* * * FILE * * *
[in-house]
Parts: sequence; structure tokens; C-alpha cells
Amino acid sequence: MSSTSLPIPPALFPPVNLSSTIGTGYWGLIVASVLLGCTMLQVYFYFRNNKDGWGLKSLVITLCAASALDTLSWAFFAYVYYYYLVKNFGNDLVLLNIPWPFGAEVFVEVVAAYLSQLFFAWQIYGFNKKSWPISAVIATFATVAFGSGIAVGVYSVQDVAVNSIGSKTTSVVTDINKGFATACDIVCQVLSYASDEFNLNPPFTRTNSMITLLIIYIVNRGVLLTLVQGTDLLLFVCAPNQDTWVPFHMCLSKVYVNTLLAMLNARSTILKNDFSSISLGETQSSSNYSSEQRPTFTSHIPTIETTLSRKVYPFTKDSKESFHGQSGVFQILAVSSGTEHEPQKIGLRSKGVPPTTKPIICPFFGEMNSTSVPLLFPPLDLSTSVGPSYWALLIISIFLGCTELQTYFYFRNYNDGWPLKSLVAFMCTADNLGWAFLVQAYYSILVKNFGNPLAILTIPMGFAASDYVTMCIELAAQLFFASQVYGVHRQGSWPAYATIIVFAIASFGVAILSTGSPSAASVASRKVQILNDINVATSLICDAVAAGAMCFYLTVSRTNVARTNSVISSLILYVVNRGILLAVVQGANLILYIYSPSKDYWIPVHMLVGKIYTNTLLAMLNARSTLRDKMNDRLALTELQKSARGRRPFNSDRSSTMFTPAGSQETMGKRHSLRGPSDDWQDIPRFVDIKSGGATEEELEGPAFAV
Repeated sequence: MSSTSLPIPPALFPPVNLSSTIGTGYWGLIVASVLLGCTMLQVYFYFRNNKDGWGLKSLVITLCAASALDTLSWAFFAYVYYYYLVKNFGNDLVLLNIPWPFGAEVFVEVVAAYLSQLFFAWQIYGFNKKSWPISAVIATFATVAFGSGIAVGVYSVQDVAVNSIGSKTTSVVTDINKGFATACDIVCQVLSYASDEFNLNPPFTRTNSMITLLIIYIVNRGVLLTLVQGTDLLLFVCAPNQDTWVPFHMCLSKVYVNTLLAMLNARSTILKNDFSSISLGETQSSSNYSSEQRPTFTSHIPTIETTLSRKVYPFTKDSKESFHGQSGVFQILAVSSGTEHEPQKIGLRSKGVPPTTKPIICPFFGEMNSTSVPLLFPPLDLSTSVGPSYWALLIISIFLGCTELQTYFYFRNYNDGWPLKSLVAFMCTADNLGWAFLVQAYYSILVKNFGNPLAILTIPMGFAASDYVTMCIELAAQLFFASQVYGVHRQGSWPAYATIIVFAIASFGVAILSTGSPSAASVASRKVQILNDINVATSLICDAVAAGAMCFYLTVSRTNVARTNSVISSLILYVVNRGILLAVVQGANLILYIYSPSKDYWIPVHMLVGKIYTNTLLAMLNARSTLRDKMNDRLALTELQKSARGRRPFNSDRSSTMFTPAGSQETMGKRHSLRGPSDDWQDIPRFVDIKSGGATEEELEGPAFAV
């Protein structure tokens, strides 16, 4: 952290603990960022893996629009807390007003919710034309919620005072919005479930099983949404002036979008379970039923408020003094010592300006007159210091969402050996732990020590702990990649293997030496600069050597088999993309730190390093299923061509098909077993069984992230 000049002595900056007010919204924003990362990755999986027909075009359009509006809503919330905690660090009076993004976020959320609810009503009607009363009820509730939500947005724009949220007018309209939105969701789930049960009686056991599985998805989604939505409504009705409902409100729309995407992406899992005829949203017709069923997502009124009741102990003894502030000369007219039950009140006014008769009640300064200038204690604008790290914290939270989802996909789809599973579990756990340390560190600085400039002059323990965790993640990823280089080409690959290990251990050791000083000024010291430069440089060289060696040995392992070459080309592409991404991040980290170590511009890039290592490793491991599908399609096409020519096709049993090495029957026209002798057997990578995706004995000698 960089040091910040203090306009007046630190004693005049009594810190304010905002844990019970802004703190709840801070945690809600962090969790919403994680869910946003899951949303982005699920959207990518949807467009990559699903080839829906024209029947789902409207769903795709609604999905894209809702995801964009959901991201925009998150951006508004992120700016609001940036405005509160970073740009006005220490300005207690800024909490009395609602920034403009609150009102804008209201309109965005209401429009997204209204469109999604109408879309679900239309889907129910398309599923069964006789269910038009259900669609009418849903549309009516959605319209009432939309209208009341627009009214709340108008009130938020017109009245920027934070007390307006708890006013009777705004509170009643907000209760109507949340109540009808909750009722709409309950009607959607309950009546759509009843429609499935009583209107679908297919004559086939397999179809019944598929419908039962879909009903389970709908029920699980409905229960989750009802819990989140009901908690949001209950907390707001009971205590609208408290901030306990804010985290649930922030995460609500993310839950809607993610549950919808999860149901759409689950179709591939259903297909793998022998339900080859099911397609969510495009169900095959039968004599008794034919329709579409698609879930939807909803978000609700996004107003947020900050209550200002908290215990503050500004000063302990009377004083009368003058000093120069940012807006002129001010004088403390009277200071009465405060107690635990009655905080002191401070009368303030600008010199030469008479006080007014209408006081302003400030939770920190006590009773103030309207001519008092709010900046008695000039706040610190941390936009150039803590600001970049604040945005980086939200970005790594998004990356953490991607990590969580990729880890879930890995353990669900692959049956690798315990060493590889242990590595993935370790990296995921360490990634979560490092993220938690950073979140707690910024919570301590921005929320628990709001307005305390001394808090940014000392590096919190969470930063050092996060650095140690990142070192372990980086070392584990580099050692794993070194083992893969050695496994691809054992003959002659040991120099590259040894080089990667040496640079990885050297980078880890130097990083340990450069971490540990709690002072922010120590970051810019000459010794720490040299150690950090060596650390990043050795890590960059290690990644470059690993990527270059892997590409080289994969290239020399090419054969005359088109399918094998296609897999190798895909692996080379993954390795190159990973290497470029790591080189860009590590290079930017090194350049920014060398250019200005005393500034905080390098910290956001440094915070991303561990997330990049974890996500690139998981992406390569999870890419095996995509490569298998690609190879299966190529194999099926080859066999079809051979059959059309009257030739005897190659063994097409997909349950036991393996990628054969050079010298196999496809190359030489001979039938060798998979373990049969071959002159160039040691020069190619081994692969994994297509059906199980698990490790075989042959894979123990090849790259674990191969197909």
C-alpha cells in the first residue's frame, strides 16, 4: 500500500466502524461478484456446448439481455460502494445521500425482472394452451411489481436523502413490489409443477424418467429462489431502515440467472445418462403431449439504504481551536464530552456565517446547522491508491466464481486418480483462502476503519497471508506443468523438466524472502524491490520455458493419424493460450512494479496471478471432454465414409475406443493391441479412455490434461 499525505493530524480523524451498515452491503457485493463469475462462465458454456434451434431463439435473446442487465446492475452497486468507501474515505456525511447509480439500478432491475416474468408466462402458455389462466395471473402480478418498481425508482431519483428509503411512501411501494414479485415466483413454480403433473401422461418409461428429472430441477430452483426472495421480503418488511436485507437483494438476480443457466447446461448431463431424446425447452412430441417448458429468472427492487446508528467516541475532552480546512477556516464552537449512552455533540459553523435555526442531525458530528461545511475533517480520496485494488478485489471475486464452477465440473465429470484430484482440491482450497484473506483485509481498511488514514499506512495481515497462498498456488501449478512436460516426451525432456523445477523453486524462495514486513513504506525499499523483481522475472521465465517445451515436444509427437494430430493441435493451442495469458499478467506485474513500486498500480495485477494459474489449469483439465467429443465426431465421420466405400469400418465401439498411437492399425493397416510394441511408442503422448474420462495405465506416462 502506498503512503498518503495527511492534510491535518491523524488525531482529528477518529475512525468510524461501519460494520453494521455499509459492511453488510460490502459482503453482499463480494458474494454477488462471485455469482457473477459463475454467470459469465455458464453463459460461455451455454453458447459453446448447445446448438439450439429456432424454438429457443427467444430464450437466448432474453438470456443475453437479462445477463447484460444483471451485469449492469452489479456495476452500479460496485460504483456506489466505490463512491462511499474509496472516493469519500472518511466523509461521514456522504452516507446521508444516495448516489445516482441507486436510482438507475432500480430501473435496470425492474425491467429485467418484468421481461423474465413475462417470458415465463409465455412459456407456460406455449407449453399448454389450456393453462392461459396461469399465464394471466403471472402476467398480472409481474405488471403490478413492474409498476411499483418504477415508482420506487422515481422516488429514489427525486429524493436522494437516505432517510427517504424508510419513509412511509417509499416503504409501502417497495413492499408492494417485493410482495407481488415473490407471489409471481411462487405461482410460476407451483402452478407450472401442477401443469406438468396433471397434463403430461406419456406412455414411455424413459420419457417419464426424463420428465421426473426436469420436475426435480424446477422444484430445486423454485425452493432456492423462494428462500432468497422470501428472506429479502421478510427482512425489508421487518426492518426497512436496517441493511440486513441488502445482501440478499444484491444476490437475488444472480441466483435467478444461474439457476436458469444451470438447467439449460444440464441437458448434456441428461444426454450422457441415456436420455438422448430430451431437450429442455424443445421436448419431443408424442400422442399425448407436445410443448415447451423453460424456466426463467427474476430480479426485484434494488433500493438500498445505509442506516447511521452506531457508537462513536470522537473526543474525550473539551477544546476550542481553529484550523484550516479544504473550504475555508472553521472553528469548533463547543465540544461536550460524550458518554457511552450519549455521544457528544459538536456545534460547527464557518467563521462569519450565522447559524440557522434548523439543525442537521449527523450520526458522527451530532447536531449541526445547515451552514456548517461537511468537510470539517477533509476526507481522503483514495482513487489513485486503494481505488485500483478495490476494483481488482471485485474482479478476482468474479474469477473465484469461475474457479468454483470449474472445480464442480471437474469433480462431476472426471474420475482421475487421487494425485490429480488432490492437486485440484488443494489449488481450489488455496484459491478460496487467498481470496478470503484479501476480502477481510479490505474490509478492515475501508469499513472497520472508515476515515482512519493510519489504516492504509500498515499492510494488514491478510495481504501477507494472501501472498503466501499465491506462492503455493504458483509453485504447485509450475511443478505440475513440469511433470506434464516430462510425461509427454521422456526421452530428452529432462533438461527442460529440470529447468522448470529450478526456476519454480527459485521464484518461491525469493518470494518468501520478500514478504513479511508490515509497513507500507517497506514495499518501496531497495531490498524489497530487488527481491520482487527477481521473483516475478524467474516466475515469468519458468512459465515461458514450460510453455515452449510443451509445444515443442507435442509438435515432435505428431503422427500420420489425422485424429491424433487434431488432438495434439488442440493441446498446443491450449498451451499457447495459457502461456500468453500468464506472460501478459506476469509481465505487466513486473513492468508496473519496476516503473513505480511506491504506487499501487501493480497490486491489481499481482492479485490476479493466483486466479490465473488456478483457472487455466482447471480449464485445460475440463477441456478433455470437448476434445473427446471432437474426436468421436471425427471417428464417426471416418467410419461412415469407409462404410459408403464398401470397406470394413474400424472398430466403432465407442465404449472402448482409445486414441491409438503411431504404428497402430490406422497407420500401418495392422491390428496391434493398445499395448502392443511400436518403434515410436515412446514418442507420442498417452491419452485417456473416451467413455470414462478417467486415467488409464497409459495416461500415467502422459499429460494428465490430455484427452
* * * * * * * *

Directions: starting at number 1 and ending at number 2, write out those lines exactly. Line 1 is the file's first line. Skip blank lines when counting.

[in-house]
Parts: sequence; structure tokens; C-alpha cells